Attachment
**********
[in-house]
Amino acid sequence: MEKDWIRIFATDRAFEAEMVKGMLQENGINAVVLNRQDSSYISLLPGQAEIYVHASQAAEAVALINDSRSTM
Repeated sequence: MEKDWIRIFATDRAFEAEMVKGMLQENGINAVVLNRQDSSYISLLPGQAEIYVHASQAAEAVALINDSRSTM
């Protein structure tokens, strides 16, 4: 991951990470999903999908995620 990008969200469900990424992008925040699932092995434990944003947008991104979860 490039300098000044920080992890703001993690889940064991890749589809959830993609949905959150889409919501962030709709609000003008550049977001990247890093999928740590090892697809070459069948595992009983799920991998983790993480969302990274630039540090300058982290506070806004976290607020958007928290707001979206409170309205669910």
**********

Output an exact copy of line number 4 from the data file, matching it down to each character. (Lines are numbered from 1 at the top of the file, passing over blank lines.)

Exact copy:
């Protein structure tokens, strides 16, 4: 991951990470999903999908995620 990008969200469900990424992008925040699932092995434990944003947008991104979860 490039300098000044920080992890703001993690889940064991890749589809959830993609949905959150889409919501962030709709609000003008550049977001990247890093999928740590090892697809070459069948595992009983799920991998983790993480969302990274630039540090300058982290506070806004976290607020958007928290707001979206409170309205669910």